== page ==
Interview: Yoon Sang-Jick
To what extent will relationships with GCC member states play a significant role in South Korea’s future energy security?
YOON SANG-JICK: It has been a top national priority for South Korea to secure a stable supply of energy resources, as it is the fifth-largest oil importer and eighth-largest oil consumer in the world. As key energy allies and valuable partners, GCC member states have greatly contributed to South Korea's remarkable economic development – the so-called Miracle on the Han River – and to its national energy security. GCC member states account for approximately 70% of the country’s total oil imports.
The UAE is currently the only GCC country where South Korean companies are participating in oil and gas development projects in which all of the oil produced is imported by South Korea. I strongly support such mutually beneficial business partnerships, and I hope that South Korea can expand them to other GCC countries in the future.
What is being done to promote greater investment in South Korea by regional stakeholders?
YOON: South Korea has a special agency to promote foreign investment, the Korea Trade-Investment Promotion Agency (KOTRA), under the Ministry of Trade, Industry and Energy (MOTIE). It offers various types of support to foreign investors such as tax breaks and land and cash incentives. Established in 1967, KOTRA also launched Invest Korea in 2003, a unit exclusively devoted to supporting foreign businesses.
In October 2014 MOTIE revised the enforcement ordinance of the Foreign Investment Promotion Act to support the country’s new plans to attract high value-added foreign investment such as the regional headquarters and research and development (R&D) centres of multinational corporations. President Park Geun-hye announced these plans during a roundtable meeting with major foreign companies in South Korea in January 2014, and they include various incentives such as a permanent flat income tax rate of 17% for foreign employees working at regional headquarters and an income tax reduction of 50% for foreign engineers working at R&D centres.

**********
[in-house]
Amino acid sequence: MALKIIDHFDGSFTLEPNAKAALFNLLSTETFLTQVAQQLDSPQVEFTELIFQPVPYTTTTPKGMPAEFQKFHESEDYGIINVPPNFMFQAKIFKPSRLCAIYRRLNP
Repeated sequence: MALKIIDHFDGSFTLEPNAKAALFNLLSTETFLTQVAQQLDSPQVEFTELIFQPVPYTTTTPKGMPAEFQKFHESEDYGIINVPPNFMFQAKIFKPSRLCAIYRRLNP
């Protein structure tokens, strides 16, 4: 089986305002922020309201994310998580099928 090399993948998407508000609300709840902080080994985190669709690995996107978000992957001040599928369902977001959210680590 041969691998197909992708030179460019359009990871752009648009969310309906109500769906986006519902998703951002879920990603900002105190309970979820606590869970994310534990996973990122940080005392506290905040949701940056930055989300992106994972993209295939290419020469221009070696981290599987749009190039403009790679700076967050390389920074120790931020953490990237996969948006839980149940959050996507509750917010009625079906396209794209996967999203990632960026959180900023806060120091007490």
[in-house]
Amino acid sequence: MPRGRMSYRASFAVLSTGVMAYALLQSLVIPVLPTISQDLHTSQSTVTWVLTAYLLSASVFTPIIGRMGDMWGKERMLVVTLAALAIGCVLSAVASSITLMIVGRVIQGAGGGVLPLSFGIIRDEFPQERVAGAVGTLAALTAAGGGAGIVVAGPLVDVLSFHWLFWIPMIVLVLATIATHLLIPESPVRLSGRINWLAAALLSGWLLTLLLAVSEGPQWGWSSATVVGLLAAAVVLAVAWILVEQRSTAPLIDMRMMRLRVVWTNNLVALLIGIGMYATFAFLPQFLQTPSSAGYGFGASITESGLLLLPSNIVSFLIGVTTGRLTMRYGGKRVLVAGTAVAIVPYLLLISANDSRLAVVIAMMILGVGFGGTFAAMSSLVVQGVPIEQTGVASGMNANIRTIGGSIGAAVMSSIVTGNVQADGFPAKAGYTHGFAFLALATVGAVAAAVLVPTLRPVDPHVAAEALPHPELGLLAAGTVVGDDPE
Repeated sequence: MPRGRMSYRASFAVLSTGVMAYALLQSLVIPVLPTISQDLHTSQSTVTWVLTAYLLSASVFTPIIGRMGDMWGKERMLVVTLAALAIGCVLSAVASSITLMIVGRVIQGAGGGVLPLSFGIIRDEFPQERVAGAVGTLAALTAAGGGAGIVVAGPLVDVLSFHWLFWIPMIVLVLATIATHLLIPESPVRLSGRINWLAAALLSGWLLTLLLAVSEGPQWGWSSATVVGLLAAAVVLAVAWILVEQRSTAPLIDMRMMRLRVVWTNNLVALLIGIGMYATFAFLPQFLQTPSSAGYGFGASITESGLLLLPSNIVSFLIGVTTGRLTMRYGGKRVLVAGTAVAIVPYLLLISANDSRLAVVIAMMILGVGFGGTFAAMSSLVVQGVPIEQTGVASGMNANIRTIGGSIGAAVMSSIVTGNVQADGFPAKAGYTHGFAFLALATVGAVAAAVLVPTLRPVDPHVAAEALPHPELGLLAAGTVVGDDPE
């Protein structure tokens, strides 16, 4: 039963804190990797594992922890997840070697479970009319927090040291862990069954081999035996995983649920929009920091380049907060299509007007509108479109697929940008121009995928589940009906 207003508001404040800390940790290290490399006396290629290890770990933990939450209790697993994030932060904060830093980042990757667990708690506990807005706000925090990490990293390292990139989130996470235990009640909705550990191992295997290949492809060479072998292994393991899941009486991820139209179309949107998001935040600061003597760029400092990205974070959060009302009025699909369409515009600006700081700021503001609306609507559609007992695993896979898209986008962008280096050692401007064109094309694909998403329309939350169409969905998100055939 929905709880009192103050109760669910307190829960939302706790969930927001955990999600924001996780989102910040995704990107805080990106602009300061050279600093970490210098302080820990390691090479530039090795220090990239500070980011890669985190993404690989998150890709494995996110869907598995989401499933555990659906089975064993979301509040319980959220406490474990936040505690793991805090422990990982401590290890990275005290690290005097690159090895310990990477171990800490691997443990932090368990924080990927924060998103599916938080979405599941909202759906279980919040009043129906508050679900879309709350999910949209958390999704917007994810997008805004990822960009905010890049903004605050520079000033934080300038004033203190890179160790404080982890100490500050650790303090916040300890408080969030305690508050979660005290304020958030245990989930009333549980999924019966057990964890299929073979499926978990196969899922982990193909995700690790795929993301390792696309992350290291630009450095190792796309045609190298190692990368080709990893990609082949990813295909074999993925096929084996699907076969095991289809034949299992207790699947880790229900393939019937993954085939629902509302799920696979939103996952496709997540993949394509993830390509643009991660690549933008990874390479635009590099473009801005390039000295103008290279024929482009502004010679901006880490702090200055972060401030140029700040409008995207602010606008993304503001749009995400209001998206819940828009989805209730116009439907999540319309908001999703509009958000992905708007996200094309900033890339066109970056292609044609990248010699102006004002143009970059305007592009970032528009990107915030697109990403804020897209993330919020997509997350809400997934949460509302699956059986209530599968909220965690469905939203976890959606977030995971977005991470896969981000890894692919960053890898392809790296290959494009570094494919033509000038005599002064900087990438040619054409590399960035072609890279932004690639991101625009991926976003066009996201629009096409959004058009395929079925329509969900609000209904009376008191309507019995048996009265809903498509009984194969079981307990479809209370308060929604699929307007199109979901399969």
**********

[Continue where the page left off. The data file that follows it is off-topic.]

In line with this, South Korea dispatched an investment delegation to the US in April 2014 and to Europe in July 2014 to invite global corporations such as Siemens, BASF and Merck to establish their regional headquarters in South Korea, one of Asia’s most dynamic and innovative economies.
To create a better environment for foreign investors, South Korea is always striving to improve its regulations on foreign investment by, for example, simplifying the reporting procedures and combining or removing duplicate reporting systems. Korea will continue in its efforts to become a prime destination for foreign investors and businesses by providing greater incentives and working to make the country’s legislation more business friendly.
Where do the negotiations for the South Korea-GCC free trade agreement (FTA) stand, and how will the FTA contribute to stronger economic ties?
YOON: The first round of negotiations for the South Korea-GCC FTA were held in July 2008, followed by two more rounds of discussions in March and July 2009. During these negotiations the two sides made significant progress in areas such as government procurement and economic cooperation.
Unfortunately, the South Korea-GCC FTA was temporarily suspended after the GCC announced a moratorium on all such agreements in early 2010. If the GCC, however, lifts the moratorium in the future, it could open up the possibility of resuming the stalled bilateral FTA negotiations.
The FTA would help South Korea secure a stable supply of energy and resources. It would also provide greater opportunities for South Korea’s experienced and competitive construction companies to enter the GCC’s large and promising plant market.
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